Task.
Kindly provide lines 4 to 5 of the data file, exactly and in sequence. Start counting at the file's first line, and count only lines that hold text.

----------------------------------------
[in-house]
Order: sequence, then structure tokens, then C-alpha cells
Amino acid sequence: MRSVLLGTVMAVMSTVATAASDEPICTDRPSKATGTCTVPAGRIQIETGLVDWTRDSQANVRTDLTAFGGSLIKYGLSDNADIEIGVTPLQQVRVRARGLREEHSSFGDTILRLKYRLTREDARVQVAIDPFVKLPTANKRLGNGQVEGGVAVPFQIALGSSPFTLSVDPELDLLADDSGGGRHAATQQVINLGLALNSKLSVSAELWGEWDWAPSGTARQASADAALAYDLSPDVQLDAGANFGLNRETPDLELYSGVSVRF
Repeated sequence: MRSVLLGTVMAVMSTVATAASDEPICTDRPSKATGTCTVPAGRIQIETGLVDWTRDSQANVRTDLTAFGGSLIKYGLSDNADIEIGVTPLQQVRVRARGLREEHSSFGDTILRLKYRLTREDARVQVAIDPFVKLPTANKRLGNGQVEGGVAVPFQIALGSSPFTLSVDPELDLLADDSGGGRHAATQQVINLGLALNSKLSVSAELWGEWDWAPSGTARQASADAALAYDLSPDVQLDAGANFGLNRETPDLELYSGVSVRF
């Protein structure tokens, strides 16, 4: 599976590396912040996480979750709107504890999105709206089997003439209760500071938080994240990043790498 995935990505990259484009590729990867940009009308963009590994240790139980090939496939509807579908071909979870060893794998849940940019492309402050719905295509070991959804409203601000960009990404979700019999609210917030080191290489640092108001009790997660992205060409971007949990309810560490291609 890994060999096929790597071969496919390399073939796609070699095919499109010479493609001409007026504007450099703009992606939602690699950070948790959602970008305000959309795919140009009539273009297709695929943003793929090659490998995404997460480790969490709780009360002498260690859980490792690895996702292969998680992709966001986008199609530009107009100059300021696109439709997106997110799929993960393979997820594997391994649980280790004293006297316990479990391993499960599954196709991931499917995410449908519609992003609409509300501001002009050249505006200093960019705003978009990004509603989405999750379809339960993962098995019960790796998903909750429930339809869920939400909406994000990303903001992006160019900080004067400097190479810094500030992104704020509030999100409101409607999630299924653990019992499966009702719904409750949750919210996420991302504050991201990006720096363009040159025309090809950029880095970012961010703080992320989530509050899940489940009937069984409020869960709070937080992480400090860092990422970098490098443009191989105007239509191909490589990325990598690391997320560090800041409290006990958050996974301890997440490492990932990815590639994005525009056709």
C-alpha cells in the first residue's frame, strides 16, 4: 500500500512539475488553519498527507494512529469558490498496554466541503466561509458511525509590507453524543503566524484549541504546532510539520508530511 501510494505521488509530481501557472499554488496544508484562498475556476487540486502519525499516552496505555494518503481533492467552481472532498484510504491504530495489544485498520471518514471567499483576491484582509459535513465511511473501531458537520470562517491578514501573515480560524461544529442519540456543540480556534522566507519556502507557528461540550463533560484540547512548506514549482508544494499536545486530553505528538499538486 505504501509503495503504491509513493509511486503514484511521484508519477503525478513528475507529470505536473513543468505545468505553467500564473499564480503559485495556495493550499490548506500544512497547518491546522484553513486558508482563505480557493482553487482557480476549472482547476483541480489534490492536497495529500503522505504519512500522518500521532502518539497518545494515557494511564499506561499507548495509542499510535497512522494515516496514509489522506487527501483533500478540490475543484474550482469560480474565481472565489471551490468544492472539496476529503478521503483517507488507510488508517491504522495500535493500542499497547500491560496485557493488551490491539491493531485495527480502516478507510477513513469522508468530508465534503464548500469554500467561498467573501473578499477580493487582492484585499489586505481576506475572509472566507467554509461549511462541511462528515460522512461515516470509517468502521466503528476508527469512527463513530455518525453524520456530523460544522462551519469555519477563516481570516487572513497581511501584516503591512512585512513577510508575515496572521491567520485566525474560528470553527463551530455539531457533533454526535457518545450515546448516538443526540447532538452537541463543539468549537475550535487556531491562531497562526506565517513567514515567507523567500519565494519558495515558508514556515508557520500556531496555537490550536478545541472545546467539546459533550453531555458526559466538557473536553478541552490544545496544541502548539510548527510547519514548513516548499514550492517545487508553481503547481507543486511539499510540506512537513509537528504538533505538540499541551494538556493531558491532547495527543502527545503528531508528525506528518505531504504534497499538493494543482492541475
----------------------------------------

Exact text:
Repeated sequence: MRSVLLGTVMAVMSTVATAASDEPICTDRPSKATGTCTVPAGRIQIETGLVDWTRDSQANVRTDLTAFGGSLIKYGLSDNADIEIGVTPLQQVRVRARGLREEHSSFGDTILRLKYRLTREDARVQVAIDPFVKLPTANKRLGNGQVEGGVAVPFQIALGSSPFTLSVDPELDLLADDSGGGRHAATQQVINLGLALNSKLSVSAELWGEWDWAPSGTARQASADAALAYDLSPDVQLDAGANFGLNRETPDLELYSGVSVRF
């Protein structure tokens, strides 16, 4: 599976590396912040996480979750709107504890999105709206089997003439209760500071938080994240990043790498 995935990505990259484009590729990867940009009308963009590994240790139980090939496939509807579908071909979870060893794998849940940019492309402050719905295509070991959804409203601000960009990404979700019999609210917030080191290489640092108001009790997660992205060409971007949990309810560490291609 890994060999096929790597071969496919390399073939796609070699095919499109010479493609001409007026504007450099703009992606939602690699950070948790959602970008305000959309795919140009009539273009297709695929943003793929090659490998995404997460480790969490709780009360002498260690859980490792690895996702292969998680992709966001986008199609530009107009100059300021696109439709997106997110799929993960393979997820594997391994649980280790004293006297316990479990391993499960599954196709991931499917995410449908519609992003609409509300501001002009050249505006200093960019705003978009990004509603989405999750379809339960993962098995019960790796998903909750429930339809869920939400909406994000990303903001992006160019900080004067400097190479810094500030992104704020509030999100409101409607999630299924653990019992499966009702719904409750949750919210996420991302504050991201990006720096363009040159025309090809950029880095970012961010703080992320989530509050899940489940009937069984409020869960709070937080992480400090860092990422970098490098443009191989105007239509191909490589990325990598690391997320560090800041409290006990958050996974301890997440490492990932990815590639994005525009056709």